Vatican I followed upon the religious disintegration of Europe and the French Revolution. The Church was reeling not only from political struggles but also from other manifestations of modernism, including scientific, philosophical, and theological novelties (many of which Pius IX had condemned in his Syllabus of Errors). Therefore Pius IX sought to shore up the power of the Church and especially the power of the Pope. Vatican I therefore defined the Pope's jurisdictional supremacy over the entire Church (which includes discipline and government in addition to faith and morals). The attitudes of the modern world were viewed with strong suspicion and the Council gave significant power to the Pope to resist the mounting pressures of modernism. Secular rulers such as William Gladstone were in turn worried that the Pope's new powers would give the Church too much power over Catholic citizens.
By Vatican II secular modernism had suffered a significant setback with the two world wars, and there was a desire for peace, and in particular peace between religious bodies and secular states. It was felt that the Church was too insular and defensive, and that warmer relations with the outside world would benefit both parties. This warm sentiment towards the world can be seen most clearly in the document Gaudium et Spes.
The distrust of Vatican I extended in some ways to the college of bishops. Today as a consequence of Vatican I the Pope (or the Curia) appoints almost all bishops, but in 1829 only 24 out of 646 Latin Rite bishops were appointed by the Pope (source). The period prior to Vatican I included movements in favor of Conciliarism and episcopal collegiality, especially in Germany and France. The Italian Council of Pistoia was a good example of this movement. The reaction at Vatican I was to emphasize the rights and power of the Pope, especially in relation to the bishops. For example, Pastor Aeternus explicitly rejects the Gallican claim that dogmatic definitions of the Pope are only irreformable in light of episcopal consensus (or the sensus fidelium):
Therefore, such definitions of the Roman pontiff are of themselves, and not by the consent of the church, irreformable.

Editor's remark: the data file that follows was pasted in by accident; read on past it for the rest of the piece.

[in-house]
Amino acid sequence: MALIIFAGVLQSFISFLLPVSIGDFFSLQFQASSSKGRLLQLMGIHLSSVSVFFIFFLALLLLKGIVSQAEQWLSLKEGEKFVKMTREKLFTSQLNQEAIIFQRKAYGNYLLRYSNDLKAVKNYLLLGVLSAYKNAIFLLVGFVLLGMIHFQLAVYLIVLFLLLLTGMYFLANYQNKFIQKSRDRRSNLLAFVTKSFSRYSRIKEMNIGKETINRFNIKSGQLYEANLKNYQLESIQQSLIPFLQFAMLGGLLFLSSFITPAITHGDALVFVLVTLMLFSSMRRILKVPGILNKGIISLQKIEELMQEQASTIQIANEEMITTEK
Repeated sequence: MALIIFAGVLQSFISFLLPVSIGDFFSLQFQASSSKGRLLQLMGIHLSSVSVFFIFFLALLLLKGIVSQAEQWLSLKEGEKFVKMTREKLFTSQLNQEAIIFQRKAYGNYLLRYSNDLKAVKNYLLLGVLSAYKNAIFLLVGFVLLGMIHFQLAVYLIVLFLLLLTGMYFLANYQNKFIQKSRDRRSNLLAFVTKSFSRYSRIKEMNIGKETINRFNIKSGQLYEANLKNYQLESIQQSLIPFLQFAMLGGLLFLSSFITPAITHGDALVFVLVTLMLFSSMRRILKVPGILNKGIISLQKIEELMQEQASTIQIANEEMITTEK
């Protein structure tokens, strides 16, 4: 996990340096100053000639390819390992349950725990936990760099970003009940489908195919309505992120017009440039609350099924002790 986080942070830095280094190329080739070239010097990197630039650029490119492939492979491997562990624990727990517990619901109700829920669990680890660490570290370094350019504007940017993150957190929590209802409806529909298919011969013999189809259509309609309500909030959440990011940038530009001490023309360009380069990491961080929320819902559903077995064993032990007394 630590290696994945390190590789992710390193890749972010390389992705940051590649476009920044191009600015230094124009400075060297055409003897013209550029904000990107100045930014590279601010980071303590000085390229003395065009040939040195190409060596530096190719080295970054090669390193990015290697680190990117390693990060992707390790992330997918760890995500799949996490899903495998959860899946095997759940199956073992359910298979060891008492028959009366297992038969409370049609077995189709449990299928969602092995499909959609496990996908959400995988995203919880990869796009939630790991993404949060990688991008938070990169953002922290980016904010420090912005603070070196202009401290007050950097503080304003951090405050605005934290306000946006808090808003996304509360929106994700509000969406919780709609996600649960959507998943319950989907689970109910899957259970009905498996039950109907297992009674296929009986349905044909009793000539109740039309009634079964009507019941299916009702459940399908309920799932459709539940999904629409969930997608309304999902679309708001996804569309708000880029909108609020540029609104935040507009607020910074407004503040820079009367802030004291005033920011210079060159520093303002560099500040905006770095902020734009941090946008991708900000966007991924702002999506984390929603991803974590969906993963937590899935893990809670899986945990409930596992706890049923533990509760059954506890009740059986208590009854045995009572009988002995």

In contrast, at Vatican II we see a highlighting of the rights and powers of the bishops and the college of bishops, especially in the third chapter of Lumen Gentium. We also see a highlighting of the dignity of the laity. A common charge after Vatican I was that the enormous power given to the Pope eclipsed the rights of the bishops and the laity, and the Fathers of Vatican II were sensitive to this critique. Local councils/synods all but disappeared after Vatican I, but synods were revived at Vatican II--albeit in an altered form. Ever since Vatican II the Pope has convened a synod of bishops approximately every three years. Many see the episcopal emphasis of Vatican II as balancing the Papal emphasis of Vatican I, a council which was cut short. At the same time, the episcopal and lay emphasis of Vatican II was considerably qualified by the papal prerogatives of Vatican I.
In conclusion, there are two basic differences between Vatican I and Vatican II: their attitude towards the world, and their emphasis regarding Church governance. Vatican I was distrustful towards the world whereas Vatican II was optimistic. Vatican I focused on the rights and powers of the Pope, whereas Vatican II focused on the bishops and the laity.
Note: Vatican II is sometimes referred to as a "pastoral" council because it was the first council which was not legislative in nature. Most councils revolved around prescriptions and proscriptions, along with the attendant penalties for failure to observe them. Vatican II broke away from that tradition entirely.